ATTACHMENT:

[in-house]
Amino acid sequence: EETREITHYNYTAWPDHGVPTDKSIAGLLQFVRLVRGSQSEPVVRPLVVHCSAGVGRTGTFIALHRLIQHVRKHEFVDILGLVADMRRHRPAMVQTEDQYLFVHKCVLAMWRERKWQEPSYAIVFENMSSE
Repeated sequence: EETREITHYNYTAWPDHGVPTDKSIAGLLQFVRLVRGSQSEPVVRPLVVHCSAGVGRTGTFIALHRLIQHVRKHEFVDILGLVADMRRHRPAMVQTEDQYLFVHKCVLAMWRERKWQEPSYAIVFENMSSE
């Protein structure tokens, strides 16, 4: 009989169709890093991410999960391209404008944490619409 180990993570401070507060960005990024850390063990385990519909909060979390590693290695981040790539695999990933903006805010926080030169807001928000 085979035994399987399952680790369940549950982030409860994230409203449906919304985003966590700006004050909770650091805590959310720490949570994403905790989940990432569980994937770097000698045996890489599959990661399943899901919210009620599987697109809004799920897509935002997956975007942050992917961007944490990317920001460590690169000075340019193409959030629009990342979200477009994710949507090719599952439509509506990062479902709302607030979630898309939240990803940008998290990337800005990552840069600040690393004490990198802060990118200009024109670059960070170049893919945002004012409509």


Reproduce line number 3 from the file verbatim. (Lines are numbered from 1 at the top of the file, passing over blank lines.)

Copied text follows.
Repeated sequence: EETREITHYNYTAWPDHGVPTDKSIAGLLQFVRLVRGSQSEPVVRPLVVHCSAGVGRTGTFIALHRLIQHVRKHEFVDILGLVADMRRHRPAMVQTEDQYLFVHKCVLAMWRERKWQEPSYAIVFENMSSE